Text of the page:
Re­vealed: the Porsche driv­ing Bri­tish lawyer killing for ISIS

Com­plain­ing about air strikes as he hides out with his wife and tod­dler son in the ru­ined Syr­ian city of Raqqa...

The Scottish Mail on Sunday - - News - By Omar Wahid and Ross Slater

A BRI­TISH Is­lamic State fa­natic who has spent two years fight­ing in the Syr­ian city of Raqqa is a for­mer Porsche-driv­ing bar­ris­ter, The Mail on Sun­day can re­veal.

Abu Adam Al-Bri­tani de­scribed last week how the ISIS strong­hold – the scene of some of the ter­ror group’s most ap­palling atroc­i­ties – had been ‘oblit­er­ated’ in coali­tion air strikes and said US-backed forces were now clos­ing in on him and his fel­low mil­i­tants.

In a piti­ful 72-minute rant, he said life was so bleak that stray cats and dogs had be­come fat by feast­ing on ‘dead hu­man flesh’. The ter­ror­ist

He en­cour­aged friends to join him in ji­had

gave few clues to his real iden­tity on the tape, posted on en­crypted mes­sag­ing app Tele­gram, which ISIS uses to spread pro­pa­ganda.

But The Mail on Sun­day has learned he is 39-year-old Yaser Iqbal, a mar­ried lawyer from Birm­ing­ham who, before mov­ing to Syria, boasted he earned more in a day than most do in a month.

In the record­ing Iqbal em­pha­sised his story does not con­form to the ji­hadi stereo­type, say­ing of his old life: ‘I was not a loser… I had a Porsche, I was do­ing very well in my life… I was look­ing for­ward to sav­ing up to buy a villa and a Lam­borgh­ini.’ Af­ter prac­tis­ing as a bar­ris­ter in London he be­came a solic­i­tor spe­cial­is­ing in im­mi­gra­tion, and ran a suc­ces­sion of firms, in­clud­ing one in Har­row, North West London.

It is un­clear just what prompted him to give up his suc­cess­ful life, though he said he came to re­gard his UK ex­is­tence as ‘rub­bish’. He crit­i­cises West­ern cul­ture, de­scrib­ing Bri­tain as ‘a coun­try of dogs’.

In 2010, Iqbal was one of 24 prom­i­nent Mus­lims who con­trib­uted to a book called ‘7/7 Mus­lim Per­spec­tives’ in which they re­flected on the car­nage caused by the London sui­cide bombers five years ear­lier. De­scribed as a bar­ris­ter in Birm­ing­ham, he wrote: ‘I am not point­ing to­wards some con­spir­acy the­ory but what I am pre­sent­ing is my view that the ex­pla­na­tion as to the real per­pe­tra­tors of 7/7 is not as sim­ple as most peo­ple are led to be­lieve.’

Neigh­bours in Birm­ing­ham said

last night that Iqbal, who has a con­vic­tion for drink driv­ing, en­cour­aged his for­mer friends to ‘join him in ji­had’.

How­ever before he quit Bri­tain four years ago, ini­tially for Saudi Ara­bia, he was held in high re­gard in his neigh­bour­hood. Lo­cals de­scribed him in glow­ing terms. For some he had been the man to help re­solve their im­mi­gra­tion is­sues and for many he was a shin­ing ex­am­ple of what was pos­si­ble in Bri­tish so­ci­ety.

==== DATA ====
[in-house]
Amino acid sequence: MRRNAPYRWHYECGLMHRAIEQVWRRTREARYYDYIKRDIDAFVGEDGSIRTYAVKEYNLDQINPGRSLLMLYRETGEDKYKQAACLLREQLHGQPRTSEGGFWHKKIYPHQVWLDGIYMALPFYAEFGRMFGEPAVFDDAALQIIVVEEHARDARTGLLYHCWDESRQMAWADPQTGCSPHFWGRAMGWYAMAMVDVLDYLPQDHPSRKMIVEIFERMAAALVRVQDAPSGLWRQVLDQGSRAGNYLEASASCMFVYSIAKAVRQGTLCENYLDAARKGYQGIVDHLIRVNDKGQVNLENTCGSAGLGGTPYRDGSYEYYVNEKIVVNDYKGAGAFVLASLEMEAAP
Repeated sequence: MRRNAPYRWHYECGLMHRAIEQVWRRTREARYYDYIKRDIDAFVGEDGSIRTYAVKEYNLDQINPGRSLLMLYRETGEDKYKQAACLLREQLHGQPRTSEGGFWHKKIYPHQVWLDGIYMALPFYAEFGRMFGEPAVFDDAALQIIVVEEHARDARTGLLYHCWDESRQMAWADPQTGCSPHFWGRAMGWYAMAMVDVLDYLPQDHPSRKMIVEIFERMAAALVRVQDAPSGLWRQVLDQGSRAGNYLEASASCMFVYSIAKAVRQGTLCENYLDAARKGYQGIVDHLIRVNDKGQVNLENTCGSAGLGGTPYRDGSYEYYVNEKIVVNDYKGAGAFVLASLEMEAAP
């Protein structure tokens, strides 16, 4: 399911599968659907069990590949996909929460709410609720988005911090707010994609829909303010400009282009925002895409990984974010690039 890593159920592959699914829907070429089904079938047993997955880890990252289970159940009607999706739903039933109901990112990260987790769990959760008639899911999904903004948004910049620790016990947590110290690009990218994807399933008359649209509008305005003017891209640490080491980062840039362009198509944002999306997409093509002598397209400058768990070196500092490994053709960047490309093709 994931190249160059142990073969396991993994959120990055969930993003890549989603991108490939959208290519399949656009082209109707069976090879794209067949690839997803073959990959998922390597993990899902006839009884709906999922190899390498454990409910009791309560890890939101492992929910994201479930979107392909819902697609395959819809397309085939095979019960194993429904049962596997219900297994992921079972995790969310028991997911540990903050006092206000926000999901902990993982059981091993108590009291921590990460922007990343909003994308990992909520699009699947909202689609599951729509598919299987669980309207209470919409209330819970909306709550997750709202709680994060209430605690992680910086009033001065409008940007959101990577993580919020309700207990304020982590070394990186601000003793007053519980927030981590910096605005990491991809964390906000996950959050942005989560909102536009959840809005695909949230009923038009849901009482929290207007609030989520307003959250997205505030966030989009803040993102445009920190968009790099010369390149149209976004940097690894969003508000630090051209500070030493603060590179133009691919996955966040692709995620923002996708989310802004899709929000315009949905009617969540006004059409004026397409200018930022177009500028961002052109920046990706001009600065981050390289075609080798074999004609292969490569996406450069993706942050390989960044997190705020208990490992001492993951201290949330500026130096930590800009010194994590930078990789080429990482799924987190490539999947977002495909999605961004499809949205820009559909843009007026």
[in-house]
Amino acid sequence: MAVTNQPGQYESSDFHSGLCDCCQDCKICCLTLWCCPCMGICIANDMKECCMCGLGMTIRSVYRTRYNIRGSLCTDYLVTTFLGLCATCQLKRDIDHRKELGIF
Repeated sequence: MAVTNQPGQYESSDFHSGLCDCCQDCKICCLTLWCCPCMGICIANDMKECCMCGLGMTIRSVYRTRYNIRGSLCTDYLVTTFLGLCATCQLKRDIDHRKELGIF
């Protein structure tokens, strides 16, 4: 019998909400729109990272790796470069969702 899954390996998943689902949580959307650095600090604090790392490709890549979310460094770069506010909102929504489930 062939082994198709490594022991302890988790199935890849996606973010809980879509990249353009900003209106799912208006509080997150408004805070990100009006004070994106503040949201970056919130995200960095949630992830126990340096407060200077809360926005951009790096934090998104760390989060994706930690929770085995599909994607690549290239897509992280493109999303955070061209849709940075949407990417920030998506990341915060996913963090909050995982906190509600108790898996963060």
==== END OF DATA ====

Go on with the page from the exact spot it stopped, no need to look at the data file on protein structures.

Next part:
One neigh­bour said: ‘He’s a lovely man and very hum­ble. He would al­ways be will­ing to help you with ad­vice. He is not ly­ing when he says he earned more in a day than many do in a month and he drove a sil­ver Porsche. It was a Boxster.’

Iqbal lives with his teacher wife Wa­jda, 37, and tod­dler son, Adam, and is among the last 300 ISIS fight­ers left in Raqqa. The city – the group’s de facto cap­i­tal whose fall is now said to be im­mi­nent – is syn­ony­mous with cru­elty and bar­barism, with be­head­ings and other atroc­i­ties part of ev­ery­day life.

Yet in his rant, Iqbal com­plains bit­terly about the air strikes and says he wants to tell the world of their hor­ror. He said streets were lit­tered with bod­ies as peo­ple were too scared to go out to bury them for fear of be­ing hit by mis­siles. And yet he also claims: ‘I would not trade the place I am in for any other place in the world.’

In an­other posted record­ing, this time spo­ken in Iqbal’s na­tive tongue of Pun­jabi, he ad­dresses his par­ents, urg­ing them not to worry about him, but to see his fate – of be­ing in the cap­i­tal of the Caliphate – as an honour. In the back­ground his tod­dler son can be heard.

A for­mer ac­quain­tance said: ‘He and his wife came back here the Ra­madan before last and he kept talk­ing about how ev­ery­thing in this coun­try was haram [for­bid­den].

Iqbal is one of 300 ISIS fight­ers left in Raqqa

Af­ter that I heard he was tex­ting friends here on the Tele­gram ser­vice and telling them to come and join him on ji­had.’

The se­cu­rity ser­vices are analysing Iqbal’s record­ings. A year ago po­lice raided his Birm­ing­ham home and that of his par­ents.

His sis­ter, who asked not be named, said the fam­ily in­formed the au­thor­i­ties when he con­tacted them. She said they had tried to pro­tect the chil­dren and his fa­ther, who was un­well, from the truth.

Her hus­band added: ‘I do not want the ac­tions of some f ****** lu­natic af­fect­ing my fam­ily. If he wants to put au­dios out there for the whole world, that’s his busi­ness but no­body cares what he has to say.’

West Mid­lands Po­lice de­clined to com­ment on the mat­ter.

THE CALIPHATE: IS fight­ers roam around Raqqa in 2014

An ex­tract from the 72-minute au­dio rant the for­mer lawyer sent on an en­crypted mes­sag­ing app of­ten used by ter­ror­ists

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